Yes, as the title of this entry hints, I’ve just returned from a Hawaiian vacation. And because I have (and I don’t have the power to plant each of you on my living room sofa and force you to digest my endless vacation photos) it’s time to recount memories of my time away.
But to justify their telling in this space (as well as appease my editor who gives me The Look when I stray too far off track) I’ll confine my musings to those things technological and, more specifically, iPodological. In short: What I Did On My Summer Vacation in a Technological Sense That Helped While Away a Long Plane Ride and, Upon Arrival, Entertain Wife, Child, and Friends.
When I drive more than 15 miles from my home office I pack a small bag of gear—an iPod or two, an FM transmitter for the car, and a stereo-to-RCA audio Y-cable (because you never know when you’re going to need to jack your iPod into a friend’s stereo). Such a small collection of equipment won’t do for an extended stay half-way across the Pacific. Into the backpack (I’m currently carrying the
LowePro CompuRover AW, which accommodates lots of gear, my digital SLR and lenses, and the MacBook Pro) goes:
30GB 5G iPod
This is my For-the-Plane iPod. On it I loaded the most recent episodes of my favorite podcasts, the first season of
Heroes, and the last few episodes of the third season of
isn’t really the best show for nervous fliers to watch).
80GB 5G iPod
This is the Family-and-Car iPod. Used to be that I trucked a portable DVD player on a plane so my daughter could watch her favorite movies. No longer. Using
I rip our favorite DVDs (HandBrake) and convert other videos (VisualHub) and place them on Apple’s most expansive iPod. A good chunk of my music collection also goes on this iPod as does enough pictures of the homeland so my daughter doesn’t miss the cats too much.
Putting the big hunk of music on the iPod turned out to be a fortuitous thing. The trumpet player in my band and his family were staying on the island at the same time. I invited them up for an ono dinner (and honestly, if I were a member of this species I’d lobby hard to have my name changed from the Hawaiian word for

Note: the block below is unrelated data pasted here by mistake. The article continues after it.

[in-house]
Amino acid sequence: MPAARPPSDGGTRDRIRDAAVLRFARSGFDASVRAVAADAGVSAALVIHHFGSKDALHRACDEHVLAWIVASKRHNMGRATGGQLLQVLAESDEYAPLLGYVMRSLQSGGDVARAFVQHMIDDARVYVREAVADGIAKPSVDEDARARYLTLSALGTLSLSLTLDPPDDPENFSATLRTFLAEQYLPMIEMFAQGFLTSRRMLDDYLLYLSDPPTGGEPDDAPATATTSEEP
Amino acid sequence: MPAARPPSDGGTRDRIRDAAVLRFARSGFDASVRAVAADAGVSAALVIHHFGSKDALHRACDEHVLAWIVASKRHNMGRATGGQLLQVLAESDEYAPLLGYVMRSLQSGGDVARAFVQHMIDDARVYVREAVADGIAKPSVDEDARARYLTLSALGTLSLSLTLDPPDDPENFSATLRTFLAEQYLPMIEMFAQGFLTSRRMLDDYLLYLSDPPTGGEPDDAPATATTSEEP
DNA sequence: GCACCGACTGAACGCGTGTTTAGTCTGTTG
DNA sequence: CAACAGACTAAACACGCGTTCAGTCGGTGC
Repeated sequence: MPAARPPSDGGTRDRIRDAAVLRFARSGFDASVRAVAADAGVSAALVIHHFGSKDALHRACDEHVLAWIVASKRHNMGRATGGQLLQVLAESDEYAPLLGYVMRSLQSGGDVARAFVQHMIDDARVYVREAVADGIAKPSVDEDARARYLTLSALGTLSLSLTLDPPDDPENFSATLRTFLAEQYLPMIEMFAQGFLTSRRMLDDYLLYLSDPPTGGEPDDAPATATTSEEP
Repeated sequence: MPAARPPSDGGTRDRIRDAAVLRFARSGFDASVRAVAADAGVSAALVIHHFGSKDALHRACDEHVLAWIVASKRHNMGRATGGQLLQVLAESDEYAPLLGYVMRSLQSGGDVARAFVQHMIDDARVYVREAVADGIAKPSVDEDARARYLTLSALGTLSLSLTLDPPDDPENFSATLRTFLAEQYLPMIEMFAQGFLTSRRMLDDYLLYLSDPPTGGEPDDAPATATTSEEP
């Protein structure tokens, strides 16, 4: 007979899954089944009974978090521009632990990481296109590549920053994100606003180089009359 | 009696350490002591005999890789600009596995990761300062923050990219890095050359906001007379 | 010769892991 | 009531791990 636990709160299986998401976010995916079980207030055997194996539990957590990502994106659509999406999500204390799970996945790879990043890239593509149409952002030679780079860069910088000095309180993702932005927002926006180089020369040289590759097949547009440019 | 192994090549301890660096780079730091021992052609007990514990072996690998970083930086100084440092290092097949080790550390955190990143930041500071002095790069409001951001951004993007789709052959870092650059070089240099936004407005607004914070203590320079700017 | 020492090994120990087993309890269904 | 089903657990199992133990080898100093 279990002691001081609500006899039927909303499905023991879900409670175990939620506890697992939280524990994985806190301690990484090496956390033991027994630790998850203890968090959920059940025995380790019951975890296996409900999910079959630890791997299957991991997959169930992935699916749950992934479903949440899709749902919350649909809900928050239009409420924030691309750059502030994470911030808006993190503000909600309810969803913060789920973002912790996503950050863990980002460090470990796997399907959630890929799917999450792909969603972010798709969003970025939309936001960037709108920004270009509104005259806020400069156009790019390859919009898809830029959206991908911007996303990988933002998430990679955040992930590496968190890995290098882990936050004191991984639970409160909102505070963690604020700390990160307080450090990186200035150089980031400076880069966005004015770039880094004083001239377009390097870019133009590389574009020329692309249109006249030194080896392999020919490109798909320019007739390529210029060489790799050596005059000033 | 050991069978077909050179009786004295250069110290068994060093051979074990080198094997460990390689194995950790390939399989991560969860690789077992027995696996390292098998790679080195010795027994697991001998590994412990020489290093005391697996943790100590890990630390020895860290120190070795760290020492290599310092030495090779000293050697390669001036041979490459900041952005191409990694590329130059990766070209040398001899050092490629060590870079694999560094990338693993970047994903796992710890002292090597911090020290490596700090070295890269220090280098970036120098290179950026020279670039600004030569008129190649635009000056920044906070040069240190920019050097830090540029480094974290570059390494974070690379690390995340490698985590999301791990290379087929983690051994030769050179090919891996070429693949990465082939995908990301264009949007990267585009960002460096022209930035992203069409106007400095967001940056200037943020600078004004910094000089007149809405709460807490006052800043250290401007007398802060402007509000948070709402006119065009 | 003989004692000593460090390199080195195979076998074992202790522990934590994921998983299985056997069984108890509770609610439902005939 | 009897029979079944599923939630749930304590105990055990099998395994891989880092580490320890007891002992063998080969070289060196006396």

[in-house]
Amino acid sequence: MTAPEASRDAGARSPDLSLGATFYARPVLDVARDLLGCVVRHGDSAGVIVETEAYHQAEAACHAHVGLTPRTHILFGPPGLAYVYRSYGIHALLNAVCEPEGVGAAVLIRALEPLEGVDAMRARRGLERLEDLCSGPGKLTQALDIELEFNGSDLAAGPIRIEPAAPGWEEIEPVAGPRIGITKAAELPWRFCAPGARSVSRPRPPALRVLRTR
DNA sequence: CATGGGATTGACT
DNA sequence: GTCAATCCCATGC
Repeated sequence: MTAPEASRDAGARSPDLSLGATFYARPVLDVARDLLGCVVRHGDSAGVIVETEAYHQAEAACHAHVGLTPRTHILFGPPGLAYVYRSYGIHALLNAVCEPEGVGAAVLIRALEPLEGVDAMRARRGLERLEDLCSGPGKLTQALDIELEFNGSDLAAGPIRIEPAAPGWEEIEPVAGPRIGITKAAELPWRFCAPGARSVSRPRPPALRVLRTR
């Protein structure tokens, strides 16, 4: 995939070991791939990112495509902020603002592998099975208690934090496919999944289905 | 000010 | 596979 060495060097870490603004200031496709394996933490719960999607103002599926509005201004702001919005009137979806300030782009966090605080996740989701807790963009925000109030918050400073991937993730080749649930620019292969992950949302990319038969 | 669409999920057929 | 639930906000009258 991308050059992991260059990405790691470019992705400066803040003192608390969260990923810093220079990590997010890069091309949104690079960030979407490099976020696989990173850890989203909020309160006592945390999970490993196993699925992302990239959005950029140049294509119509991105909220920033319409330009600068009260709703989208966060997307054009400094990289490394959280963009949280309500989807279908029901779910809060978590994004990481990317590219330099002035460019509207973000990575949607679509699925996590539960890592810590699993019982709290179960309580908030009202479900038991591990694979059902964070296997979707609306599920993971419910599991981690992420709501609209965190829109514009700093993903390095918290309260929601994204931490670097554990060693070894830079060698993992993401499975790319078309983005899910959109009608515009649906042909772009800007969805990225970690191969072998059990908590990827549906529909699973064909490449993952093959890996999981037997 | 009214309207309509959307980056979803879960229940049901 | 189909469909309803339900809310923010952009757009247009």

, regardless of how apt). While we enjoyed the traditional Mai Tais on the lanai, he mused that now would be the perfect time to hear Isreal Kamakawiwo’ole’s
Over the Rainbow/What a Wonderful World. It just so happens I had a copy on the iPod. Dash to the living room, navigate to it (while just missing
Son of a Preacher Man
), and there’s your perfect Mai Tai accompaniment.
I’m willing to allow one movie to eat up a huge hunk of my iPhone’s limited storage space. Currently that movie is my daughter’s favorite Wallace & Gromit romp,
Curse of the Were-Rabbit. She loves the movie (as do I) and I want her to be able to view it on the biggest pocket-portable screen I can provide. The iPhone is it.
Media matters aside, in strange lands I increasingly rely on the iPhone’s Maps application. It found much of what I sought on the Big Island—fish market, dive shop, and the University of Hawaii, Hilo (where I spoke with the local Macintosh users group,
Hawaii Mac Nuts
remains my favorite auto-based FM transmitter. It’s an older model, it’s got a lot of power, and it accommodates either my iPods or my iPhone.
Griffin Technology iTrip (Dock)
I suspected I’d also need an indoor FM transmitter—one that would work with whatever radio/stereo our accommodations provided. I did and used Griffin’s
transmitter for the job. It’s compact and reasonably powerful. Fortunately, the Hawaiian FM band is uncrowded so it was easy to find a clear signal.
SendStation PocketDock AV
Curse of the Were-Rabbit
gets multiple plays and while the version on the iPhone is good for a plane flight, when there’s a widescreen TV available, why go for portable playback? SendStation’s
is the world’s most adaptable iPod adapter. The thing jacks into an iPod’s dock connector port and provides USB, S-Video, Composite video, and RCA audio connections in the form of an octopudlian cable. With it I was able to jack the 80GB iPod into the condo’s TV and serve up a heapin’ helpin’ of were-rabbit.
For my personal listening pleasure I have a set of
and sold by XtremeMac). These aren’t your run-of-the-mill FS1s—these use custom molds designed specifically for my ears—so your mileage may vary. But, because they’re made for my ears (so very comfy) and I like their sound, they’re currently the best earphones I own.
Waterfield Designs Large iPod Gear Pouch
Yes, to the untrained eye the
iPod Gear Pouch
looks exactly like a woman’s clutch purse. But it is not (and even if it were, I’m confident enough in my masculinity to carry it openly). It provides enough storage for holding (and nicely organizing) all my iPod gear save the TransPod.
And more? Sure, I had an entire backpack to fill with computer, computer accessories, cables, cameras, lenses, and the camera’s accessories. But for pure portable multimedia satisfaction, my needs were well met with this collection of gadgets and gear.